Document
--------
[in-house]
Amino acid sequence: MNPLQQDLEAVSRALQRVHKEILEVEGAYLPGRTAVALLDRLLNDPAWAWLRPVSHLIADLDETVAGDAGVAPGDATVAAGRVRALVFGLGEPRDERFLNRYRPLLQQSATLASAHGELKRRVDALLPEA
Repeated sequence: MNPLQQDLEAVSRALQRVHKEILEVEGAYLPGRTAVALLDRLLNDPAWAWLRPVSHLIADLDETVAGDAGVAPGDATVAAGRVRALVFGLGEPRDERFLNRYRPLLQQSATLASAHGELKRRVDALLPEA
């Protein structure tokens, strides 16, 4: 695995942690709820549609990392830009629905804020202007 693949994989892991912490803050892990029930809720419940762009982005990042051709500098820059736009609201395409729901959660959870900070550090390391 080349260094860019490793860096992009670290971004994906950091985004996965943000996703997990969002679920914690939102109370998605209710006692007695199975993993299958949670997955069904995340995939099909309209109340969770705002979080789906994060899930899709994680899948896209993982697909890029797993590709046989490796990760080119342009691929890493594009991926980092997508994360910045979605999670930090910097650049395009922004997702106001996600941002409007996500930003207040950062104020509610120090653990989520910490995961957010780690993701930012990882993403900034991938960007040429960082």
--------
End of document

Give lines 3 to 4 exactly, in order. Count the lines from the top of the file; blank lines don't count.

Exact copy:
Repeated sequence: MNPLQQDLEAVSRALQRVHKEILEVEGAYLPGRTAVALLDRLLNDPAWAWLRPVSHLIADLDETVAGDAGVAPGDATVAAGRVRALVFGLGEPRDERFLNRYRPLLQQSATLASAHGELKRRVDALLPEA
């Protein structure tokens, strides 16, 4: 695995942690709820549609990392830009629905804020202007 693949994989892991912490803050892990029930809720419940762009982005990042051709500098820059736009609201395409729901959660959870900070550090390391 080349260094860019490793860096992009670290971004994906950091985004996965943000996703997990969002679920914690939102109370998605209710006692007695199975993993299958949670997955069904995340995939099909309209109340969770705002979080789906994060899930899709994680899948896209993982697909890029797993590709046989490796990760080119342009691929890493594009991926980092997508994360910045979605999670930090910097650049395009922004997702106001996600941002409007996500930003207040950062104020509610120090653990989520910490995961957010780690993701930012990882993403900034991938960007040429960082």